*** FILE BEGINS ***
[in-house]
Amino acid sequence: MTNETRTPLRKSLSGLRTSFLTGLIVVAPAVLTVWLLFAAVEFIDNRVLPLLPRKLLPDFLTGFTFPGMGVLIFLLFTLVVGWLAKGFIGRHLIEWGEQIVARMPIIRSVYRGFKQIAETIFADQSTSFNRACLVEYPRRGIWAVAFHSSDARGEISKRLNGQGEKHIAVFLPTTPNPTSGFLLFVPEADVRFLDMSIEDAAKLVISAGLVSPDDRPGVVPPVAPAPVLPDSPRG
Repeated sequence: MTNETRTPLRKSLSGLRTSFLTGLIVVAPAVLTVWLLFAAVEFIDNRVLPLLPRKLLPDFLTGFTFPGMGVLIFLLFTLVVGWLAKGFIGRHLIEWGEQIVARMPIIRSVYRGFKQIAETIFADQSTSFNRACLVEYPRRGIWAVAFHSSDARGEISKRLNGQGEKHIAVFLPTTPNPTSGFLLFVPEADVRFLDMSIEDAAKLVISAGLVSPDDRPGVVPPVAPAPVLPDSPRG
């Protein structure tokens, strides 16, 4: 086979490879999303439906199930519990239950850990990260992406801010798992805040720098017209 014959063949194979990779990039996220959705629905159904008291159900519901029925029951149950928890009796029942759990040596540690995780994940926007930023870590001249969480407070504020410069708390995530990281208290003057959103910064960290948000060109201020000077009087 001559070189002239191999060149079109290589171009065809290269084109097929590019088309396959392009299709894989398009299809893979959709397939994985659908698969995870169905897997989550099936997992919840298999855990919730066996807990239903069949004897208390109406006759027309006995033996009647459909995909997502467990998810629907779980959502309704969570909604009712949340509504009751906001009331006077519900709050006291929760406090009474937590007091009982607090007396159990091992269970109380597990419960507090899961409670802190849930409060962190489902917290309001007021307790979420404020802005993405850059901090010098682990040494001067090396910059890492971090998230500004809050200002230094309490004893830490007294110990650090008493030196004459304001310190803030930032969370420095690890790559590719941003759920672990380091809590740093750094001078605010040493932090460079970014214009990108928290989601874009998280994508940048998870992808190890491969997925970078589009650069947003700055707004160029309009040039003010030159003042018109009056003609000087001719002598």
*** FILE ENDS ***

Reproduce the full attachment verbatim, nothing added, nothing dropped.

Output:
[in-house]
Amino acid sequence: MTNETRTPLRKSLSGLRTSFLTGLIVVAPAVLTVWLLFAAVEFIDNRVLPLLPRKLLPDFLTGFTFPGMGVLIFLLFTLVVGWLAKGFIGRHLIEWGEQIVARMPIIRSVYRGFKQIAETIFADQSTSFNRACLVEYPRRGIWAVAFHSSDARGEISKRLNGQGEKHIAVFLPTTPNPTSGFLLFVPEADVRFLDMSIEDAAKLVISAGLVSPDDRPGVVPPVAPAPVLPDSPRG
Repeated sequence: MTNETRTPLRKSLSGLRTSFLTGLIVVAPAVLTVWLLFAAVEFIDNRVLPLLPRKLLPDFLTGFTFPGMGVLIFLLFTLVVGWLAKGFIGRHLIEWGEQIVARMPIIRSVYRGFKQIAETIFADQSTSFNRACLVEYPRRGIWAVAFHSSDARGEISKRLNGQGEKHIAVFLPTTPNPTSGFLLFVPEADVRFLDMSIEDAAKLVISAGLVSPDDRPGVVPPVAPAPVLPDSPRG
């Protein structure tokens, strides 16, 4: 086979490879999303439906199930519990239950850990990260992406801010798992805040720098017209 014959063949194979990779990039996220959705629905159904008291159900519901029925029951149950928890009796029942759990040596540690995780994940926007930023870590001249969480407070504020410069708390995530990281208290003057959103910064960290948000060109201020000077009087 001559070189002239191999060149079109290589171009065809290269084109097929590019088309396959392009299709894989398009299809893979959709397939994985659908698969995870169905897997989550099936997992919840298999855990919730066996807990239903069949004897208390109406006759027309006995033996009647459909995909997502467990998810629907779980959502309704969570909604009712949340509504009751906001009331006077519900709050006291929760406090009474937590007091009982607090007396159990091992269970109380597990419960507090899961409670802190849930409060962190489902917290309001007021307790979420404020802005993405850059901090010098682990040494001067090396910059890492971090998230500004809050200002230094309490004893830490007294110990650090008493030196004459304001310190803030930032969370420095690890790559590719941003759920672990380091809590740093750094001078605010040493932090460079970014214009990108928290989601874009998280994508940048998870992808190890491969997925970078589009650069947003700055707004160029309009040039003010030159003042018109009056003609000087001719002598």